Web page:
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Try giving up caffeine for a while and see how you feel. And, if that’s completely out of the question for you, at least try to minimize it. You might find that lots of your mental stress mysteriously “disappears” as your caffeine intake goes down.

4. Attack Mental Stress Via the Back Door

That’s right: your body and mind are part of the whole being, and are constantly influencing and affecting each other. If you’re experiencing a lot of mental stress, try to reduce it by calming your body down—a calm body equals a calmer mind.

How do you calm your body down and reduce physical stress? A  great way to reduce physical stress (thereby reducing mental stress) is to take natural supplements that are proven to reduce stress and anxiety while lifting your mood. Three good ones to look into are kava-kava, St John’s wort, and rhodiola rosea:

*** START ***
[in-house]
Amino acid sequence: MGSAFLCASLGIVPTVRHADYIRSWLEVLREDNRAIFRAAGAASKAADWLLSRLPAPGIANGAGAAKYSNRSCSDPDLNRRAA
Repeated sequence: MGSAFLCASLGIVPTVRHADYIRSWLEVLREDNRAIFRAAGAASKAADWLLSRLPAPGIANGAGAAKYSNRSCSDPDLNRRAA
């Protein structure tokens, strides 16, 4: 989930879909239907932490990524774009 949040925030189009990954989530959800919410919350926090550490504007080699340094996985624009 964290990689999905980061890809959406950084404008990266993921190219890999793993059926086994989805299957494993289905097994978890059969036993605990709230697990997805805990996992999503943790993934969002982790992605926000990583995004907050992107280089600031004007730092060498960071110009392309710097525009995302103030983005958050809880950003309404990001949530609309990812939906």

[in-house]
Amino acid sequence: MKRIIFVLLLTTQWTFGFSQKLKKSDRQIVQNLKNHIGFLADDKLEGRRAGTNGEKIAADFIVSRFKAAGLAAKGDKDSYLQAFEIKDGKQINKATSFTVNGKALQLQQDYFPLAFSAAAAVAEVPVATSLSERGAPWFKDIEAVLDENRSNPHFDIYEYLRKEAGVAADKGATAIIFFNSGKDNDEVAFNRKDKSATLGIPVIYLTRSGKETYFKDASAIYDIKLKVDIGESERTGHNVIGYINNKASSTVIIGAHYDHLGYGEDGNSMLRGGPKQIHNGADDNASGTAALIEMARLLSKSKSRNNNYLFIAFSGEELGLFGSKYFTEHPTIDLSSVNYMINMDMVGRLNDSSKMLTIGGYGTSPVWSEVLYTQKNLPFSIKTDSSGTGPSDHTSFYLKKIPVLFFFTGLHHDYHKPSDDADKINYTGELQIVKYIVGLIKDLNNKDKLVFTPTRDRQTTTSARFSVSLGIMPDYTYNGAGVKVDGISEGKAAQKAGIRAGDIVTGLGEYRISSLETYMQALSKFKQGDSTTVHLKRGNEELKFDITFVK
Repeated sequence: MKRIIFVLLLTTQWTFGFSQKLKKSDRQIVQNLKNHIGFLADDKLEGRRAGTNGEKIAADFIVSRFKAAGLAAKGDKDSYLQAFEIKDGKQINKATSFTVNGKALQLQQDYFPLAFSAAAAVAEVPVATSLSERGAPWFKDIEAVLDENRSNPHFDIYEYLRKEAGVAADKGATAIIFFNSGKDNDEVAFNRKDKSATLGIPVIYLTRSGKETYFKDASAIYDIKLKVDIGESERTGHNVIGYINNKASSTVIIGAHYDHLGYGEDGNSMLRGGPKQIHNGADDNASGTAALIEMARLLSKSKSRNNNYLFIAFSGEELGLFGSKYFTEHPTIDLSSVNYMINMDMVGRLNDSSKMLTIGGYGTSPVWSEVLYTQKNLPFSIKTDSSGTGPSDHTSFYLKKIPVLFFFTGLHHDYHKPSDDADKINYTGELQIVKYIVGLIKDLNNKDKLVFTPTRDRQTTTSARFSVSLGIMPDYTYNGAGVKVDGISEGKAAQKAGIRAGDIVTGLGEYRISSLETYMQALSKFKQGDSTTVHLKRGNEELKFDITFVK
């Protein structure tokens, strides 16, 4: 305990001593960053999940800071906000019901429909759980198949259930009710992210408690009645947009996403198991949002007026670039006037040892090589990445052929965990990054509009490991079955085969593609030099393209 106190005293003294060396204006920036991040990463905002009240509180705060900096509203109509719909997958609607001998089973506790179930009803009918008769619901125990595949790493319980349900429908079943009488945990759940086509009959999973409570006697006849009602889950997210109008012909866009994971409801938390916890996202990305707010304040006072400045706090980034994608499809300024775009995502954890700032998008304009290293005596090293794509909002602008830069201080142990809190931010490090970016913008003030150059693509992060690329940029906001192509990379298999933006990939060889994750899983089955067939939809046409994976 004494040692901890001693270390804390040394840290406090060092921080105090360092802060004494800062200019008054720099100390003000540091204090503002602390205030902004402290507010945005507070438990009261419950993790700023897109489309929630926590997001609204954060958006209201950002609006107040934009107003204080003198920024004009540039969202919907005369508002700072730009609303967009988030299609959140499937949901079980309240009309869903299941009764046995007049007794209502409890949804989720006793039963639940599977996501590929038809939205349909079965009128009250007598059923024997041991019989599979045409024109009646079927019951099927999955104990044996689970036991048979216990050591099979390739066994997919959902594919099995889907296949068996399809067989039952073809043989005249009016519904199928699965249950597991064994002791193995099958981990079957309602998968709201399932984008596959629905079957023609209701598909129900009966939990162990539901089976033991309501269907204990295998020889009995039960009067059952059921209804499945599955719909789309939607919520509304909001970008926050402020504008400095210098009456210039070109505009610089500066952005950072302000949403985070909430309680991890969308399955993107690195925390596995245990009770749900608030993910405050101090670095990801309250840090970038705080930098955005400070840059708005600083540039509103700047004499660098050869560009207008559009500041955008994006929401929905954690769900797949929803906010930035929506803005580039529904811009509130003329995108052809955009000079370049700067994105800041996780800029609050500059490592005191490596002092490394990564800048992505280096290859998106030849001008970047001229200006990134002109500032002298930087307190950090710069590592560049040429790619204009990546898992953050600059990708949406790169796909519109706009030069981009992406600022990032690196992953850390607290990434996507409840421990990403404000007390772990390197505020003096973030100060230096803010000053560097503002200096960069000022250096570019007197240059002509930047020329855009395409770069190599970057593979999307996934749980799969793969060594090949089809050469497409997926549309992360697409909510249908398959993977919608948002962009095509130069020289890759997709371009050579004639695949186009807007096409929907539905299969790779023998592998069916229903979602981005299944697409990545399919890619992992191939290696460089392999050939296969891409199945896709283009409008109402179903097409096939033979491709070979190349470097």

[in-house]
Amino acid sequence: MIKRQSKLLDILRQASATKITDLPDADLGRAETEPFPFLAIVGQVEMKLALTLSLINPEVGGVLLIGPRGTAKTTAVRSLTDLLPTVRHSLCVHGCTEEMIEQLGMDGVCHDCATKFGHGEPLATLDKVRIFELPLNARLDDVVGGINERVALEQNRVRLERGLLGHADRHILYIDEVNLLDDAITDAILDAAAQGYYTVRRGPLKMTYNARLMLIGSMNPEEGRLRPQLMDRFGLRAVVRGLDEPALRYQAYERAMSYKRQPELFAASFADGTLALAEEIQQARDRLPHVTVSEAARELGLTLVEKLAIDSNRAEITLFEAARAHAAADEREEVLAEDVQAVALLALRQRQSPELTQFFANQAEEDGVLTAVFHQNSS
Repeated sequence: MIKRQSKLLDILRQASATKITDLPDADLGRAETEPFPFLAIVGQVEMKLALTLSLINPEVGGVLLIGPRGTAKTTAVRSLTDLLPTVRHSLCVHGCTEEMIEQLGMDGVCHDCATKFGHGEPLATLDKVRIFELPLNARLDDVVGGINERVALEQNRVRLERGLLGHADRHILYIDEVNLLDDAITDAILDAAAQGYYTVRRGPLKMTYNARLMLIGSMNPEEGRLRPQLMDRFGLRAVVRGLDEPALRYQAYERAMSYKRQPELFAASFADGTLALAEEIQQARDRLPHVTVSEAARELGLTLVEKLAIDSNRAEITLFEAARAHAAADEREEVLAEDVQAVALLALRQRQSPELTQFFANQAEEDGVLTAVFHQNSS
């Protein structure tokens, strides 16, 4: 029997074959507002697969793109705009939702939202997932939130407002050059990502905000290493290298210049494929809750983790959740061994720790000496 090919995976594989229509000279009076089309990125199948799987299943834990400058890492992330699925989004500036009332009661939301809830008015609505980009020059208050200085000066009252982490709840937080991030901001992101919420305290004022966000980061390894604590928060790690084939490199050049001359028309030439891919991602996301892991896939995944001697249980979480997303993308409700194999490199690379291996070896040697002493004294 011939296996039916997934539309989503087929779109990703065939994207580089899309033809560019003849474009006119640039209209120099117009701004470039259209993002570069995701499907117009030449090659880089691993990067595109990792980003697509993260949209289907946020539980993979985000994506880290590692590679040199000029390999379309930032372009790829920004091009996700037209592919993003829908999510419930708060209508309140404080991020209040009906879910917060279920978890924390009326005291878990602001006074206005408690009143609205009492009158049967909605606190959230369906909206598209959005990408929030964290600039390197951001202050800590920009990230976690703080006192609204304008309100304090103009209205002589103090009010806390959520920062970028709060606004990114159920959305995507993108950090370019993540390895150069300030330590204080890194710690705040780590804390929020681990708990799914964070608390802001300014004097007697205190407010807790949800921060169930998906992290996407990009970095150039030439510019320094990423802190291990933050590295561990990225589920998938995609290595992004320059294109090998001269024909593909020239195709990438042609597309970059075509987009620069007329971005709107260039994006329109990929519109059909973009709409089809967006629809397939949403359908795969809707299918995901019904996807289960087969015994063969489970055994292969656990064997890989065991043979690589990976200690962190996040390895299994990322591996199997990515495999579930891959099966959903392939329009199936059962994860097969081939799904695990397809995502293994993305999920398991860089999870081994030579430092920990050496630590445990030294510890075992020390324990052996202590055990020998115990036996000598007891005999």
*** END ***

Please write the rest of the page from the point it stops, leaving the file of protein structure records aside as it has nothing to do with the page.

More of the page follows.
• Kava-kava is a natural plant known to have mild sedative properties, and you should be able to find it at your natural health food store or vitamin store. It’s available in capsules or liquid extract form.
  • St John’s wort is a natural flower used to treat depression. Again, it’s found at your local health store in capsules or liquid. Because it uplifts mood (enabling you to see the brighter side of all experiences) it helps relieve mental stress as well.
  • Rhodiola rosea is a natural plant shown to reduce stress and uplift mood, and Russian athletes have been using it forever. Like the other two supplements mentioned, rhodiola rosea can be found at your natural health store in capsule or liquid form.

While these supplements are all natural and can be very helpful for most people, always check with your health care provider first as they can cause side-effects depending on your current health situation etc.

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5. Good Old-Fashioned Exercise

This tip has been around forever because it works. Nothing relieves mental stress like running, kickboxing—you name it. Anything super-physical will wipe out most of your mental stresses once the exercise endorphins (happy chemicals) are released into your brain.

The result: mental stress will be gone!

So, if you’re feeling overwhelmed or just plain stressed, try using some of the above tips. You can even print this out or save it to refer to regularly.

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Featured photo credit: Radu Florin via unsplash.com